It seems that the chances of John Yoo, Jay Bybee and others architects of the Bush administrations legal justification for torture are one big step closer towards getting disbarred. The NY Times (here), the Washington Post (here) and others, reported this week about the newly formed group, Velvet Revolution, that is actively calling for 12 high ranking former officials to be disbarred and judged for their actions.
As the Velvet Revolution succinctly puts it on their website (here):
“Torture is illegal under both United States and international law. The Constitution prohibits cruel and unusual punishment under the Eighth Amendment, and it states that treaties signed by the U.S. are the “supreme Law of the Land” under Article Six. The Geneva Convention and The Convention Against Torture and Other Cruel, Inhuman or Degrading Treatment or Punishment both prohibit torture and have been signed by the United States. These laws provide no exception for torture under any circumstances. Moreover, the United States Criminal Code prohibits both torture and war crimes, the latter which includes torture. The Army Field Manual prohibits the use of degrading treatment of detainees.
Despite this well-established law, under the Bush administration, torture was authorized by George Bush and kept secret using classified designations. The White House requested legal memoranda to support its use of torture and it received those authored by a host of attorneys, including John Yoo, Jay Bybee, and Stephen Bradbury. Attorneys who advised, counseled, consulted and supported those memoranda included Alberto Gonzales, John Ashcroft, Michael Chertoff, Alice Fisher, William Haynes II, Douglas Feith, Michael Mukasey, Timothy Flanigan, and David Addington.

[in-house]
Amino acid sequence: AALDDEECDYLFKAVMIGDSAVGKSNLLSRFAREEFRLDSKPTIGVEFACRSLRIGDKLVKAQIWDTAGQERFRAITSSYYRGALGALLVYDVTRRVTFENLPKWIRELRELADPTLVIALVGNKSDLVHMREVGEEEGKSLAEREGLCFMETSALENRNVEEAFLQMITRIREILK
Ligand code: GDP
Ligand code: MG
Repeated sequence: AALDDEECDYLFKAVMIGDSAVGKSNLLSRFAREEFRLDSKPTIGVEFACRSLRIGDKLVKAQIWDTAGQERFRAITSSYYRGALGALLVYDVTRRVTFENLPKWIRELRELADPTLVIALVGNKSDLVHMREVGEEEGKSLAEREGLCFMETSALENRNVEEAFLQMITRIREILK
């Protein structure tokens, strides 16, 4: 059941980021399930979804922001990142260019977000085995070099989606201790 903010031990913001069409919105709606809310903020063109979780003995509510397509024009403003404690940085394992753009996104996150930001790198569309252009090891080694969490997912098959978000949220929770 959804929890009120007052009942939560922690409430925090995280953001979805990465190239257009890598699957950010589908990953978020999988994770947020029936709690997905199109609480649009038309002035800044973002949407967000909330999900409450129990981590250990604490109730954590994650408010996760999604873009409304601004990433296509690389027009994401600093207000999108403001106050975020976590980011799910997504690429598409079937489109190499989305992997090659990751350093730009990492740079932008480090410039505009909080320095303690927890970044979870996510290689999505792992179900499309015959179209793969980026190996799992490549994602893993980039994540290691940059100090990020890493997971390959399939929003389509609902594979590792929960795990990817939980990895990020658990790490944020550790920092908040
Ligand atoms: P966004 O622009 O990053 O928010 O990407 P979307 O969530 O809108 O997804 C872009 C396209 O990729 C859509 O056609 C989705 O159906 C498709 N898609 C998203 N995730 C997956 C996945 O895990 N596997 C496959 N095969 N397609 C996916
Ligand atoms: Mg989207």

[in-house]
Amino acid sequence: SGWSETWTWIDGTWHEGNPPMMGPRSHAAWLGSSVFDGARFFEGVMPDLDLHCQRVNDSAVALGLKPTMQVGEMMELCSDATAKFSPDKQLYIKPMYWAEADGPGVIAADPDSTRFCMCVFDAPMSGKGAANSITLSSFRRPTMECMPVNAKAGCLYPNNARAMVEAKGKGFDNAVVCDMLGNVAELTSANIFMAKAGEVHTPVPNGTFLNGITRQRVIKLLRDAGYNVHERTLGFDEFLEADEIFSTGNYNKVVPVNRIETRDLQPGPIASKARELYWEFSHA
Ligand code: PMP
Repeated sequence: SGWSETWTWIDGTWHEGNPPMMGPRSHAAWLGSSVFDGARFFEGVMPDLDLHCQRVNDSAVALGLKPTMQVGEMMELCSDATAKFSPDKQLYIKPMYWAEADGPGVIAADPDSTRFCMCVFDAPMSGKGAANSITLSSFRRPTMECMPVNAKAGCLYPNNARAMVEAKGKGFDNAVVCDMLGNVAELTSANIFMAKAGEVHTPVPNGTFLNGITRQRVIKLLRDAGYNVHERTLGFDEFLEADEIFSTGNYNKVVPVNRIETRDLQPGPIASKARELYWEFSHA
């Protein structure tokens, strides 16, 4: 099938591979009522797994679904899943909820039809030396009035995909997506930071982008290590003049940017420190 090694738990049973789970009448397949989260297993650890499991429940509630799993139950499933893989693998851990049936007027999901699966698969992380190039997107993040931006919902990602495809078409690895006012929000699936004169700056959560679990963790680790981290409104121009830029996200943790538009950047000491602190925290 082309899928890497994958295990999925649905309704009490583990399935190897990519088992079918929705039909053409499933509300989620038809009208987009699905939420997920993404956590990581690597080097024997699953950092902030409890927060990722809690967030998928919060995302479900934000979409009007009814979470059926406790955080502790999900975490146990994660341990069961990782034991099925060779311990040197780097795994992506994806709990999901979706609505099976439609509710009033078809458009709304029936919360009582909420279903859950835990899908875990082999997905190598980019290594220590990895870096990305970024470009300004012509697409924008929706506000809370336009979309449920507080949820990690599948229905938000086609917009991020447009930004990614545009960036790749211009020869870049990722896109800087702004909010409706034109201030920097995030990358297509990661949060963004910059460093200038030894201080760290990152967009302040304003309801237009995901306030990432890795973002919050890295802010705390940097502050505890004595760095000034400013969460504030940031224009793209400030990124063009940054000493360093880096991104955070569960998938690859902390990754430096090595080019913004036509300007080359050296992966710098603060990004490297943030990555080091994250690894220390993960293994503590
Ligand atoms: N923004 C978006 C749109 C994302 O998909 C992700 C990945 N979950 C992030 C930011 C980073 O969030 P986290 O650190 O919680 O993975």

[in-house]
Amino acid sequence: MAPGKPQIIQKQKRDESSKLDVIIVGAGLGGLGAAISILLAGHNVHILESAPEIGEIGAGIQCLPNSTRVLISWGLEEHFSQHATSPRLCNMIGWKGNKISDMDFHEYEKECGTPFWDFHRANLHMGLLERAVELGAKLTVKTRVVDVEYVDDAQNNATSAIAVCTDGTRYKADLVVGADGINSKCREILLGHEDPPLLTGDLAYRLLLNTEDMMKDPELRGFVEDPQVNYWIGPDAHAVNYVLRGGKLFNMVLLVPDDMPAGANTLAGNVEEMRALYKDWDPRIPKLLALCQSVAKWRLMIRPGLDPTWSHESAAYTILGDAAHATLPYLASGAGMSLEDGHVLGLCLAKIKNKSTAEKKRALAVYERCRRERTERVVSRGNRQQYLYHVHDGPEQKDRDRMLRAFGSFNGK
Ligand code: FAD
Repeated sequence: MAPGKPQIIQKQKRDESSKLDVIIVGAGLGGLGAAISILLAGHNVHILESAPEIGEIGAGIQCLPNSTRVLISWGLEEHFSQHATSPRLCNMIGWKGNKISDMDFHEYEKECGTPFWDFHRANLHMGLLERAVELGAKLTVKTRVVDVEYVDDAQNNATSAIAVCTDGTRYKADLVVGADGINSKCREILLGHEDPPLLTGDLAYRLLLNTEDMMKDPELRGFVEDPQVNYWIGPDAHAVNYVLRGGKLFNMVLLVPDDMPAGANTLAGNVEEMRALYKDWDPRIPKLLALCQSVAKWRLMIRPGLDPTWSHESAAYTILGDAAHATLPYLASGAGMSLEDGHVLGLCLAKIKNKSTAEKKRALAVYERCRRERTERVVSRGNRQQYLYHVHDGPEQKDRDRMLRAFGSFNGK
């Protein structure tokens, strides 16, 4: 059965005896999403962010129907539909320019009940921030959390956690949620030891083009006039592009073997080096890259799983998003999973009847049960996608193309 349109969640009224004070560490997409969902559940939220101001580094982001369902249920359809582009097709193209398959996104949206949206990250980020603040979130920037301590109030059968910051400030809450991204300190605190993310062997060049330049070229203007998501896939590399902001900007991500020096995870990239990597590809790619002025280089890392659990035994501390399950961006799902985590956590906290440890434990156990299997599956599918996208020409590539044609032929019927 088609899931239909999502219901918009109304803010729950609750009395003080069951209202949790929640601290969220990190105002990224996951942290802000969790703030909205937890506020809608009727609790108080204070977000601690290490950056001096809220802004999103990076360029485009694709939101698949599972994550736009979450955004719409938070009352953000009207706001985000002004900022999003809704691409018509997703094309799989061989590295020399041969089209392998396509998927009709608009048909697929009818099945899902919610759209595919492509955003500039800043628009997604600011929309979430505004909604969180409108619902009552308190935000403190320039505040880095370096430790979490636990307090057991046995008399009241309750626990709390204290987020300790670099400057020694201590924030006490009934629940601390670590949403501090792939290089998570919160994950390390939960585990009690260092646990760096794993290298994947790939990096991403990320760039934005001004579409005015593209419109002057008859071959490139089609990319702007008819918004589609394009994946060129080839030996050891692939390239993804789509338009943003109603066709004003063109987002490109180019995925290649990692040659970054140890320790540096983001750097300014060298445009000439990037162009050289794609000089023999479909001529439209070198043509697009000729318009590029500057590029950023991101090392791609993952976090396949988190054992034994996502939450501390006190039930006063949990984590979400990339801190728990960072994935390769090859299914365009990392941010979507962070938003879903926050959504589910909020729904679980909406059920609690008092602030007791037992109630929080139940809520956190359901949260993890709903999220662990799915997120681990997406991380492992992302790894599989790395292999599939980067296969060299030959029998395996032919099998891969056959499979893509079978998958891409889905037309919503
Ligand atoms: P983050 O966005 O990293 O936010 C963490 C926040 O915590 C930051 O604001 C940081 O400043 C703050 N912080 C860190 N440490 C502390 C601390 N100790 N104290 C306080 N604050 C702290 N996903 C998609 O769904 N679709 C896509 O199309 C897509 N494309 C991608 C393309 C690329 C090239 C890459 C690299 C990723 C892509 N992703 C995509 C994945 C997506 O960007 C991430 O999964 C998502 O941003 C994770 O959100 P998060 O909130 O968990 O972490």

Their site also has an excellent archive of documents related to the US’s use of torture during the war of terror and a petition for any and all willing to sign calling for these 12 figures debarment. All I can say is that it seems to be a good start and that no matter how much Obama might want to avoid such a move, it is great to see more and more people from civil society pushing for it. Impunity in whatever form will prevent the US from regaining whatever standing it once had or deserved about the importance of rule of law, human rights and the idea that no one is above the law.
While some are claiming that this move is too modest, such as the Washington Post, I think it is important to remember that this would be the start of a greater process of revealing what happened, who approved it, and who should suffer the consequences.